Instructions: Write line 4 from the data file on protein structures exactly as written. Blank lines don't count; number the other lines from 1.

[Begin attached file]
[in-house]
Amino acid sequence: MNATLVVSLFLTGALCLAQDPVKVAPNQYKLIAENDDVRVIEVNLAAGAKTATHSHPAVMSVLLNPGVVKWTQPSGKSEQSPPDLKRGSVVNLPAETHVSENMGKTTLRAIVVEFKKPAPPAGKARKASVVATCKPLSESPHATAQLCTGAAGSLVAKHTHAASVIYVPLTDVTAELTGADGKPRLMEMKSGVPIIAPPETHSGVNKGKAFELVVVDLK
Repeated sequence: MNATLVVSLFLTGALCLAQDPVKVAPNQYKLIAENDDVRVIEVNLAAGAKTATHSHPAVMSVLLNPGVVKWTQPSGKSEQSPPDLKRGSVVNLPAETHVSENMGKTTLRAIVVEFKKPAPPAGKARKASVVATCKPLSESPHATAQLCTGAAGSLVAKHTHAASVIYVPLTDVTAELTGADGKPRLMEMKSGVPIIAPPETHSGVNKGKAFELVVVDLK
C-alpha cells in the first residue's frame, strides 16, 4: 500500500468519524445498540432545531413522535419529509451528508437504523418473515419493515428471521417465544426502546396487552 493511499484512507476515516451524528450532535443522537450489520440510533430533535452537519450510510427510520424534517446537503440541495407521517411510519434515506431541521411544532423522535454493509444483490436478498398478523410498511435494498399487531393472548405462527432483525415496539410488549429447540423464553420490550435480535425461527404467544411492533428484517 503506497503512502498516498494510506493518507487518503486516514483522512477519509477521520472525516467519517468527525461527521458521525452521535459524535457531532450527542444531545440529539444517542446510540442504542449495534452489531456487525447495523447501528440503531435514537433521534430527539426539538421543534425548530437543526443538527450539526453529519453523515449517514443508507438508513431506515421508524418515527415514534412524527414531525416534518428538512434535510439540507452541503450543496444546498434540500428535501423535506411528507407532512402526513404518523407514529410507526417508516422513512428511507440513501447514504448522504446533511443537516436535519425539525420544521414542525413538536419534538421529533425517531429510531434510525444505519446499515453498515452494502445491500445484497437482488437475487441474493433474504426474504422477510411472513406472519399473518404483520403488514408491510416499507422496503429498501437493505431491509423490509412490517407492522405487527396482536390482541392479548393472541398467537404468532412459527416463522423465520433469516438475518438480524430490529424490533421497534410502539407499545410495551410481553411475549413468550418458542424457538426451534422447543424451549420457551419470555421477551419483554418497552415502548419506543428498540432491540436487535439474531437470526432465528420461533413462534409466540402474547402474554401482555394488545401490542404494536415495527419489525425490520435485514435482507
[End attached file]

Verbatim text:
C-alpha cells in the first residue's frame, strides 16, 4: 500500500468519524445498540432545531413522535419529509451528508437504523418473515419493515428471521417465544426502546396487552 493511499484512507476515516451524528450532535443522537450489520440510533430533535452537519450510510427510520424534517446537503440541495407521517411510519434515506431541521411544532423522535454493509444483490436478498398478523410498511435494498399487531393472548405462527432483525415496539410488549429447540423464553420490550435480535425461527404467544411492533428484517 503506497503512502498516498494510506493518507487518503486516514483522512477519509477521520472525516467519517468527525461527521458521525452521535459524535457531532450527542444531545440529539444517542446510540442504542449495534452489531456487525447495523447501528440503531435514537433521534430527539426539538421543534425548530437543526443538527450539526453529519453523515449517514443508507438508513431506515421508524418515527415514534412524527414531525416534518428538512434535510439540507452541503450543496444546498434540500428535501423535506411528507407532512402526513404518523407514529410507526417508516422513512428511507440513501447514504448522504446533511443537516436535519425539525420544521414542525413538536419534538421529533425517531429510531434510525444505519446499515453498515452494502445491500445484497437482488437475487441474493433474504426474504422477510411472513406472519399473518404483520403488514408491510416499507422496503429498501437493505431491509423490509412490517407492522405487527396482536390482541392479548393472541398467537404468532412459527416463522423465520433469516438475518438480524430490529424490533421497534410502539407499545410495551410481553411475549413468550418458542424457538426451534422447543424451549420457551419470555421477551419483554418497552415502548419506543428498540432491540436487535439474531437470526432465528420461533413462534409466540402474547402474554401482555394488545401490542404494536415495527419489525425490520435485514435482507